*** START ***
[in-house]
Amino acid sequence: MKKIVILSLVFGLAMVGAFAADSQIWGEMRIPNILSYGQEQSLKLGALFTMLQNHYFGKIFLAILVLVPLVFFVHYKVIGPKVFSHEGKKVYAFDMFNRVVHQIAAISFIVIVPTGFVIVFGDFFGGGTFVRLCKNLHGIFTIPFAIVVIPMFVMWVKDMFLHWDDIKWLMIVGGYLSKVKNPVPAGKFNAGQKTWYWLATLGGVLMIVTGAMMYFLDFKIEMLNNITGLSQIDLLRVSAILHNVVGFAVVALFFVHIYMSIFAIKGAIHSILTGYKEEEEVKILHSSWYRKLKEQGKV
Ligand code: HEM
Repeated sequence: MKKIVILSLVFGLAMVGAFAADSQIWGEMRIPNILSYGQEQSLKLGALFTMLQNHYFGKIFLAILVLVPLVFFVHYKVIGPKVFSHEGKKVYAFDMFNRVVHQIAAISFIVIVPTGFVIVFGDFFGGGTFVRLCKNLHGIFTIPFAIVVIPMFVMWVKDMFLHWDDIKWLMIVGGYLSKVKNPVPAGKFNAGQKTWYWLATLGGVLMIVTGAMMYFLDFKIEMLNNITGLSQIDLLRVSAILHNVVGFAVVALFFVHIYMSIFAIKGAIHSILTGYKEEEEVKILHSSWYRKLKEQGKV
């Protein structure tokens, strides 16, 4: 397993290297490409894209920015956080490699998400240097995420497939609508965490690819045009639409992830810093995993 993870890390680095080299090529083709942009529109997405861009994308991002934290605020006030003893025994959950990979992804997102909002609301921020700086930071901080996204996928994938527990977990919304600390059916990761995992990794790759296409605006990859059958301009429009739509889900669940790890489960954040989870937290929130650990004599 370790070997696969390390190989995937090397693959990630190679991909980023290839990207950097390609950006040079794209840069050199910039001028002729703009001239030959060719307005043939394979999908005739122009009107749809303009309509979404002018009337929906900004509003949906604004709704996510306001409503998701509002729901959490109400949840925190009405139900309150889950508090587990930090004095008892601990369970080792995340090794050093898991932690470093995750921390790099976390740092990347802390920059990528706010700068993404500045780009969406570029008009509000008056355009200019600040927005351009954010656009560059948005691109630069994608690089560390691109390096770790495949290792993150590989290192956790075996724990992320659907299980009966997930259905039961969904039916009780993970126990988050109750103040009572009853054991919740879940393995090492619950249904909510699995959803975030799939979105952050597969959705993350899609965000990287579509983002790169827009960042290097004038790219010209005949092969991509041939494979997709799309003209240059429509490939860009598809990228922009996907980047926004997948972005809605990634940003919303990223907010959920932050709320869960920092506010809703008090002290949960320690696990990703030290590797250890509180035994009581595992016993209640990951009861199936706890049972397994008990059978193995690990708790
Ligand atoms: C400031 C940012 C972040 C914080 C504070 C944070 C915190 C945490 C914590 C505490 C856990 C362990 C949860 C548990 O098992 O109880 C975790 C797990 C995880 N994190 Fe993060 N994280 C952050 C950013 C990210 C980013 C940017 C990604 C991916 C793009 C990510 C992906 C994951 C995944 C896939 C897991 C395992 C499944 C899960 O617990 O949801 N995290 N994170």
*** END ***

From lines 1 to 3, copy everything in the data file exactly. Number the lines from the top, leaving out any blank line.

[in-house]
Amino acid sequence: MKKIVILSLVFGLAMVGAFAADSQIWGEMRIPNILSYGQEQSLKLGALFTMLQNHYFGKIFLAILVLVPLVFFVHYKVIGPKVFSHEGKKVYAFDMFNRVVHQIAAISFIVIVPTGFVIVFGDFFGGGTFVRLCKNLHGIFTIPFAIVVIPMFVMWVKDMFLHWDDIKWLMIVGGYLSKVKNPVPAGKFNAGQKTWYWLATLGGVLMIVTGAMMYFLDFKIEMLNNITGLSQIDLLRVSAILHNVVGFAVVALFFVHIYMSIFAIKGAIHSILTGYKEEEEVKILHSSWYRKLKEQGKV
Ligand code: HEM